In a decision dated as of December 11, 2020, the French Administrative Supreme Court (“Conseil d’Etat”) adjusted the notion of “permanent establishment", a notion that determines the country in which a company is liable to pay taxes. The judges has overturned a Paris Court of Appeal decision dated March 1, 2018 (which had previously concluded in the absence of a Permanent Establishment under the France-Ireland Tax Treaty) and ruled against the  Irish subsidiary ("Irish Co") of a US group. By this decision, the Conseil d'Etat has flagged the way by clarifying the notion of "permanent establishment".

This decision will have implication on the activities of international companies settled in France. They are subject to French tax law - corporate taxes and VAT – only if their activities in France meet the criteria of a "permanent establishment". In some cases, international companies ought to be careful on the autonomy left to their agents and subsidiaries and set up strict validation processes.

Factual background

An Irish Corporation, a subsidiary of a US group and sister company of French Corporation, carried on a digital marketing activity in Europe mainly consisting in selling marketing affiliation, media and technology services in these markets. The French entity was remunerated by the Irish entity on a cost plus 8% basis for various services including administrative and marketing activities & representation (e.g. identification, prospecting, targeting of clients on the French market, etc.).  All the contracts concluded with French clients were signed by the Irish entity.

The French Administrative Supreme Court judged that the French entity should be considered as a dependent agent in France of its Irish sister company; even if it did not formally conclude contracts in the name of the Irish entity, since the French Company decided on transactions that the Irish Company simply and systematically approved and as such became legally binding to the Irish entity.   

It is important to note that it is the first time that the French Supreme Court :

  • has ruled on the existence of a permanent establishment based on the dependent agent test in respect of a digital player
  • and used OECD comments released after the signature of an applicable tax treaty, in support of its arguments.

This decision will amplify a tendency seen for several years: the extensive interpretation of the notion of permanent establishment by the French administration, confirmed by the French Administrative Supreme Court’s decision.

The multilateral BEPS convention of the OECD, a supranational tax treaty ?

This decision may likely rise a tendency and also will result in the unilateral application by France of an extensive interpretation of the definition of permanent establishments under Article 12 of the Multilateral Instrument (MLI) adopted with no reservation by France.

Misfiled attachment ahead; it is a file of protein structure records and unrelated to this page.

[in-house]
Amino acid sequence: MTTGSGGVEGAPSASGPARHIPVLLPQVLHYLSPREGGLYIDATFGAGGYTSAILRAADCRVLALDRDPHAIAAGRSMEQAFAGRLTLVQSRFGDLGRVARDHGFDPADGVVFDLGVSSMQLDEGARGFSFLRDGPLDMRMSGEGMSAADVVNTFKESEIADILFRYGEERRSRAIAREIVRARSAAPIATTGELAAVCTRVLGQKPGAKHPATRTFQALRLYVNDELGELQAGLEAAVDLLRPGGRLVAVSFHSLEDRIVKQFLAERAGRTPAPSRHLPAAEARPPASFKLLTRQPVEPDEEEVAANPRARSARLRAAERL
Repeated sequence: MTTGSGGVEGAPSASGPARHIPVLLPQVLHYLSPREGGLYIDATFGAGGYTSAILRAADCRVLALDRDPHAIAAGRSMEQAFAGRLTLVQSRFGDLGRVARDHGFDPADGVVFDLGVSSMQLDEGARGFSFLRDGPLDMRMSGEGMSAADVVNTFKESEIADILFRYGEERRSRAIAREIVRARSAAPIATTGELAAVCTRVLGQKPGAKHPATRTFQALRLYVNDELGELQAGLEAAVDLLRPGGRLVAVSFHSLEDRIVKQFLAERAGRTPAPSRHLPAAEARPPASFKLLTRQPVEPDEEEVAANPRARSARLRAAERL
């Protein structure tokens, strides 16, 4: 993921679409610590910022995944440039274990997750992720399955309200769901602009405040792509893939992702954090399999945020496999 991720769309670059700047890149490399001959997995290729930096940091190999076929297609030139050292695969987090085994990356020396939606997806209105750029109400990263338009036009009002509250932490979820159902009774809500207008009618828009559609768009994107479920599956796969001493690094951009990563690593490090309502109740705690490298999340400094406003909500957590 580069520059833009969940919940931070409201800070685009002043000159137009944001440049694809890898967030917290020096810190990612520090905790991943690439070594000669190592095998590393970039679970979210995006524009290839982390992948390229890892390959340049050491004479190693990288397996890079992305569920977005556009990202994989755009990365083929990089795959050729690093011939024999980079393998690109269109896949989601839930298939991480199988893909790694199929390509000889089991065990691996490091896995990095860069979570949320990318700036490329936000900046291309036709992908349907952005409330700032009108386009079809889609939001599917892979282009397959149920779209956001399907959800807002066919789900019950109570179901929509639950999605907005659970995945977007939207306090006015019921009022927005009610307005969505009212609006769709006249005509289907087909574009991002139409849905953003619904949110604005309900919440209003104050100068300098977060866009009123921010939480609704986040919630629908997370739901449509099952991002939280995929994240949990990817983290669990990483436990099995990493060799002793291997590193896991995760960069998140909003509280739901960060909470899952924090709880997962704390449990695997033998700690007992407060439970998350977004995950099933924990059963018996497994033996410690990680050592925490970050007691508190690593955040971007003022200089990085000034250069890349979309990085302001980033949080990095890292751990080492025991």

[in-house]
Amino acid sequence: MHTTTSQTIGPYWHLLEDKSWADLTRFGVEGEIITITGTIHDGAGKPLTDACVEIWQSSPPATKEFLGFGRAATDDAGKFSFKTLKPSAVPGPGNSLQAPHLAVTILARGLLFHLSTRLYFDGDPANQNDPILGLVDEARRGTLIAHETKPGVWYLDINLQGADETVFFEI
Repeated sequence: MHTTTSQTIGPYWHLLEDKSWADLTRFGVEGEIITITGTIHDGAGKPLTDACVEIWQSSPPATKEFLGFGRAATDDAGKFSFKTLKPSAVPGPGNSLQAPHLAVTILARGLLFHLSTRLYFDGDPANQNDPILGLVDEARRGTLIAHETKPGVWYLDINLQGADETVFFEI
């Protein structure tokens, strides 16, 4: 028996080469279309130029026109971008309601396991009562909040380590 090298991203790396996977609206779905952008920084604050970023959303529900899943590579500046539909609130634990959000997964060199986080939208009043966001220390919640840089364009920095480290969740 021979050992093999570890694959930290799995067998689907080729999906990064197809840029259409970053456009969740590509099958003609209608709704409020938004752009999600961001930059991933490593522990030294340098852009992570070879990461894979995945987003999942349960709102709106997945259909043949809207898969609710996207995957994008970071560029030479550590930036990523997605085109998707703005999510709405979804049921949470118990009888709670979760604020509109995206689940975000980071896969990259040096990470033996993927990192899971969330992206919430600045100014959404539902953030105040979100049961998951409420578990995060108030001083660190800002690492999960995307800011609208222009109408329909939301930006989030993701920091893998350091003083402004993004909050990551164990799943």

Signed in Paris in 2017 by 88 jurisdictions, including France (the United States has not signed it), which is intended to modify automatically (and therefore more rapidly than a bilateral renegotiation of conventions) the corresponding clauses of existing bilateral conventions on the basis of an absence of reciprocal reservations and ratification by States. In France, the MLI was ratified in September 2018 and entered into force on 1 January 2019.

Therefore, the Treaty was binding upon several international companies with commercial operations in France. Since its entry into force in the French legal order, RSM recommends to its foreign clients to be wary, in particular in the management of agents located in France.

Article 12 of MLI: focus on agents’ scope

One of the measures adopted (article 12 of the MNI) is the broader concept of the cases in which agents constitute permanent establishments: henceforth, a dependent agent may also constitute a permanent establishment if it usually plays a predominant role in the conclusion of contracts which are entered into without material modification by the foreign company.

Since the decision of the French Administrative Supreme Court of December 11, 2020, the risk that the activity of an agent may be reclassified as a "permanent establishment", subject to French tax regulations, is real. The stakes related to this risk are also all the more important since the fact of having an undeclared permanent establishment can characterise the exercise of a "hidden" activity likely to result in a penalty of 80% on tax reminders and an automatic transmission of the file to the Public Prosecutor's Office since the law relating to the fight against fraud of 23 October 2018 in the context of tax fraud proceedings.

In conclusion, the decision being broad in its application (i.e. not limited to digital activities), the international groups with activities in France should review their operating models in light of this decision. This analysis will have to be carried out on a case-by-case basis, taking into account in particular this possible modification made by the MLI to the conventional definition of dependent agent, depending on the status of the reservations and the state of progress of the MLI ratification procedure in the other state.

Our legal team can assist you in securing your business model in light of this case-law.


Contact :

Anne Seibel, Tax Manager : [email protected]

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